Date posted: 29/04/2021

Anti-money laundering regime in New Zealand

Understand how rules around anti money laundering (AML) and counter terrorism financing (CTF) apply to members in New Zealand

In brief

  • Anti-money laundering and counter-terrorism financing legislation has been implemented in New Zealand in two phases. Phase 2 of the regime commenced in New Zealand for accountants performing captured activities from 1 October 2018.
  • The Department of Internal Affairs (DIA) is the supervisor for accountants under the AML CTF Act.
  • The DIA and CA ANZ have published a range of materials and guides and CA ANZ is part of the DIAs Industry Advisory Group.

Anti-money laundering and counter-terrorism financing legislation has been implemented in New Zealand in two phases.

The coverage of the regime is activity based - it captures entities who carry on one or more of a set of prescribed activities. Generally, these activities involve dealing with client assets on their behalf. This might involve actually conducting transactions on their behalf, or giving instructions to a third party to conduct the transactions. Either way, the business undertaking captured activities will be a 'reporting entity' for AML purposes and subject to full compliance requirements.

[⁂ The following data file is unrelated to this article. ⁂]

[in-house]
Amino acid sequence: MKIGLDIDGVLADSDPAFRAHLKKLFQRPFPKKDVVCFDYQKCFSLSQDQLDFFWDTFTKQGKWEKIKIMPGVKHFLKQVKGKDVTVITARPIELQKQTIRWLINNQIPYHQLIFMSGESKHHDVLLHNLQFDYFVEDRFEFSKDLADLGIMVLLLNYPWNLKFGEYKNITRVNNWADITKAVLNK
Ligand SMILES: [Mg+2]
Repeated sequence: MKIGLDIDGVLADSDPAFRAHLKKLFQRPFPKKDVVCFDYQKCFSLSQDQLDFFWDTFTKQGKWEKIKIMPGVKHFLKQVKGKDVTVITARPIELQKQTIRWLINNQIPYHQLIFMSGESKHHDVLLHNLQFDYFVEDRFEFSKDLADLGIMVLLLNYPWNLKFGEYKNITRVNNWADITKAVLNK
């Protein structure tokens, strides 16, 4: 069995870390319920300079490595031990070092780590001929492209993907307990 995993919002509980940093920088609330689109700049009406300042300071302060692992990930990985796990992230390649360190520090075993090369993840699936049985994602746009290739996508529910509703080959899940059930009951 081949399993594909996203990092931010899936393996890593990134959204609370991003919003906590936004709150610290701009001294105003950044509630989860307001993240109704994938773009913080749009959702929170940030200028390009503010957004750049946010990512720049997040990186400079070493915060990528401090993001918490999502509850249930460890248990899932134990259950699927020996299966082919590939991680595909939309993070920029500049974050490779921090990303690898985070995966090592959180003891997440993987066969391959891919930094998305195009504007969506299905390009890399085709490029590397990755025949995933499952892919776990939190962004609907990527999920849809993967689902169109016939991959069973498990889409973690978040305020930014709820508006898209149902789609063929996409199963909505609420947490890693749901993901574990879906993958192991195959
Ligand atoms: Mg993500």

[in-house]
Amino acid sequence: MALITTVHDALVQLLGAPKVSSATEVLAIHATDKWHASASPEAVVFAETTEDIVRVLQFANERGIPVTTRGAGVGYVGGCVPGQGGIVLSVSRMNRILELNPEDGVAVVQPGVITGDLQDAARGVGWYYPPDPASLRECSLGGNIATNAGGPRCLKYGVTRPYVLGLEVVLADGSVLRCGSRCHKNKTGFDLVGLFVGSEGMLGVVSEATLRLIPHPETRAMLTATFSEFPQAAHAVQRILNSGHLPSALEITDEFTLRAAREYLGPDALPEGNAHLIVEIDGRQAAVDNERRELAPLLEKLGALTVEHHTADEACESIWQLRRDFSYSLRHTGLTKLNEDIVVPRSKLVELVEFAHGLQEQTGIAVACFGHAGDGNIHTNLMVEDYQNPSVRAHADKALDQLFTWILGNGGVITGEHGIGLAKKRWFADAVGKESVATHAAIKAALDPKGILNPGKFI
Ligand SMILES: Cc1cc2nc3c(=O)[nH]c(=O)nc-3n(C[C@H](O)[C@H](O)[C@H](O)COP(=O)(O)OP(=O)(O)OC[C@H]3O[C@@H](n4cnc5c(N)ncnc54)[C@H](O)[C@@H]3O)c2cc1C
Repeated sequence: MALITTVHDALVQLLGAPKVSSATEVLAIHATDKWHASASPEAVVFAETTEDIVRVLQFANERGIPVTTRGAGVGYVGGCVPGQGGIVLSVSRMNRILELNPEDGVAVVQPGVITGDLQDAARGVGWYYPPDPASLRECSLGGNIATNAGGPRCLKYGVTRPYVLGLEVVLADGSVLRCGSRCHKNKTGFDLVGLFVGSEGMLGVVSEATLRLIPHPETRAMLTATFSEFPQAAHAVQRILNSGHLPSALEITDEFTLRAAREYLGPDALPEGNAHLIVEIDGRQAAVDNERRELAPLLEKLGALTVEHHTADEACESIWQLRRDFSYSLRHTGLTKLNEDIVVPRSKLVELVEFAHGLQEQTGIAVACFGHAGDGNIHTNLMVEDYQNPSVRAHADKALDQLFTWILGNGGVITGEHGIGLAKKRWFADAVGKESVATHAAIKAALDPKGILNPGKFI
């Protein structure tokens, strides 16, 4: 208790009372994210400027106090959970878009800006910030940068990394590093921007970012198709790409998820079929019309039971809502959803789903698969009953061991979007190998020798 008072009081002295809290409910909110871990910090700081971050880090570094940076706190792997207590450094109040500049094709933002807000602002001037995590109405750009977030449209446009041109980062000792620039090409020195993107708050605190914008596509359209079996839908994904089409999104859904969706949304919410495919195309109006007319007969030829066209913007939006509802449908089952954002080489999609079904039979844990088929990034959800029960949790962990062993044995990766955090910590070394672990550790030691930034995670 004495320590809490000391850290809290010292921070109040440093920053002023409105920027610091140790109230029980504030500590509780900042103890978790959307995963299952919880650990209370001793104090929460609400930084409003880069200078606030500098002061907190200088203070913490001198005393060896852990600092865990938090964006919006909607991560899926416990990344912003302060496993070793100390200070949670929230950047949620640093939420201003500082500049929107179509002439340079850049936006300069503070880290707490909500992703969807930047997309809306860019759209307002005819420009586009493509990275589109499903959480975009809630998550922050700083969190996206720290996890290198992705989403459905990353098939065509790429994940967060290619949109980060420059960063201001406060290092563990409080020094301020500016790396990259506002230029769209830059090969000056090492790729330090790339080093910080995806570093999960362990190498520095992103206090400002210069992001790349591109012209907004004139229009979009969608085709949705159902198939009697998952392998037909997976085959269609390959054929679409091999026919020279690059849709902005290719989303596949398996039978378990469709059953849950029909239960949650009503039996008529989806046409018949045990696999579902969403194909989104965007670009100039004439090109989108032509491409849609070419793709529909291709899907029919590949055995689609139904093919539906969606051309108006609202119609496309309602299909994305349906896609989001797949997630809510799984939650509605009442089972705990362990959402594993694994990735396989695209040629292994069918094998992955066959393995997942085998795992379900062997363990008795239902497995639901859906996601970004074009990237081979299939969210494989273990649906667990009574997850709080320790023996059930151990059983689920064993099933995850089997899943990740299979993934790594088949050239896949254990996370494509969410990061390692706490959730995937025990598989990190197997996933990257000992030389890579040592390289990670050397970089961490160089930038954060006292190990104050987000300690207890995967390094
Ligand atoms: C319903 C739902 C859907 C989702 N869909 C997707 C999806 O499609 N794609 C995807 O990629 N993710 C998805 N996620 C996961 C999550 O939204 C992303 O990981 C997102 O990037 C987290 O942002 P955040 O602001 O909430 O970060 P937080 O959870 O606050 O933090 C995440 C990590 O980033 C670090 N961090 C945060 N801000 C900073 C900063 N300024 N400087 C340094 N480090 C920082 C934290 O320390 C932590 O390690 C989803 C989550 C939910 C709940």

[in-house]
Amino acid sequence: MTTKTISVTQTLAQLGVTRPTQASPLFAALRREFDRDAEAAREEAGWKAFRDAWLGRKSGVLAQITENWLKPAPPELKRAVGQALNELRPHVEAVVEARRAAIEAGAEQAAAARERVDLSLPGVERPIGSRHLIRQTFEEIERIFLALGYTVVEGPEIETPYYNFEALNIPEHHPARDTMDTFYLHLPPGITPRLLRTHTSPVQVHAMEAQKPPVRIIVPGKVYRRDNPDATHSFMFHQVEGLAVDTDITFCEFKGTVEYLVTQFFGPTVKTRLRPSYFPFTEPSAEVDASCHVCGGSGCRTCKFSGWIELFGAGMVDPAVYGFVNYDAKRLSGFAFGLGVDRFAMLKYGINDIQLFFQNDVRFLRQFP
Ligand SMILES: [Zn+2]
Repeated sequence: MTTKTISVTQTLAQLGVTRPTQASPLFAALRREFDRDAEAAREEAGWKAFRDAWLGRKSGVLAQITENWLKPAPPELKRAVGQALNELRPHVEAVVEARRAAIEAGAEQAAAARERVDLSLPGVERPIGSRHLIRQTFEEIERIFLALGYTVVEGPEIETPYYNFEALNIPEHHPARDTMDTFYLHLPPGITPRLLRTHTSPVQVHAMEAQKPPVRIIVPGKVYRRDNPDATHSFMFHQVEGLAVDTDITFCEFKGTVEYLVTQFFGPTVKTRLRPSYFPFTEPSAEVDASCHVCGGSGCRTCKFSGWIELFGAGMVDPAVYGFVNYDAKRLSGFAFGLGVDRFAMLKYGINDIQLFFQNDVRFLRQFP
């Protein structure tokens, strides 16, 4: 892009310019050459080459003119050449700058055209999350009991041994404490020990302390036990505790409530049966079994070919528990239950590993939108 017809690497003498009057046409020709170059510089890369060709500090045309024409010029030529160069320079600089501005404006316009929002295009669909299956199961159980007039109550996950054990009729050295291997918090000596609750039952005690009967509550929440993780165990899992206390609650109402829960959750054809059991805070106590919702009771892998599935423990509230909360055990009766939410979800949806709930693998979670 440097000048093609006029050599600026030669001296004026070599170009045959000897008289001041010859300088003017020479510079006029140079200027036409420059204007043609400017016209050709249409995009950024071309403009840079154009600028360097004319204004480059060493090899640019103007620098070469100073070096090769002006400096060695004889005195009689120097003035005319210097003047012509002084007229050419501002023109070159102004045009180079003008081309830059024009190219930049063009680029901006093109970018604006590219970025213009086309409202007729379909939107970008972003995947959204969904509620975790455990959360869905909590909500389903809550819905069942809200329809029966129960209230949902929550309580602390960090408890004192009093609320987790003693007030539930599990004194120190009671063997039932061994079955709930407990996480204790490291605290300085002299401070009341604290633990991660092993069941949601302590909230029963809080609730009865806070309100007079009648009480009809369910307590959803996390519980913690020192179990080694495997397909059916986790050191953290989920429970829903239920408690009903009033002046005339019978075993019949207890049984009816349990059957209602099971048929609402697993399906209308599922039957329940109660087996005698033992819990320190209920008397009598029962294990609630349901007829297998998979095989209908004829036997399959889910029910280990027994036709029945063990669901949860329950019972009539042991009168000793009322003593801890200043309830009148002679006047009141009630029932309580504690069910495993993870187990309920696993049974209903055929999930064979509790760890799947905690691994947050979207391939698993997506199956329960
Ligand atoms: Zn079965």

Phase 1

Phase 1 has been in effect for a number of years and applies to banks, casinos and a range of financial service providers. When Phase 1 commenced, the intention to extend the legislation to cover accountants and other designated non-financial businesses and professions (DNFBPs) was signalled. Many accountants were exempt from Phase 1 of the regime.

Phase 2

Phase 2 of the regime commenced in New Zealand for accountants performing captured activities from 1 October 2018. 

The supervisor of all Phase 2 reporting entities is the Department of Internal Affairs (DIA). 

In addition to this, the New Zealand Financial Intelligence Unit (FIU) provides financial intelligence relating to suspicious transactions/activity, money laundering, the financing of terrorism and other serious offences. The FIU helps the New Zealand government fulfil its obligations to the inter-governmental Financial Action Task Force (FATF), the government's organised crime strategy and the prevention and detection of serious crime.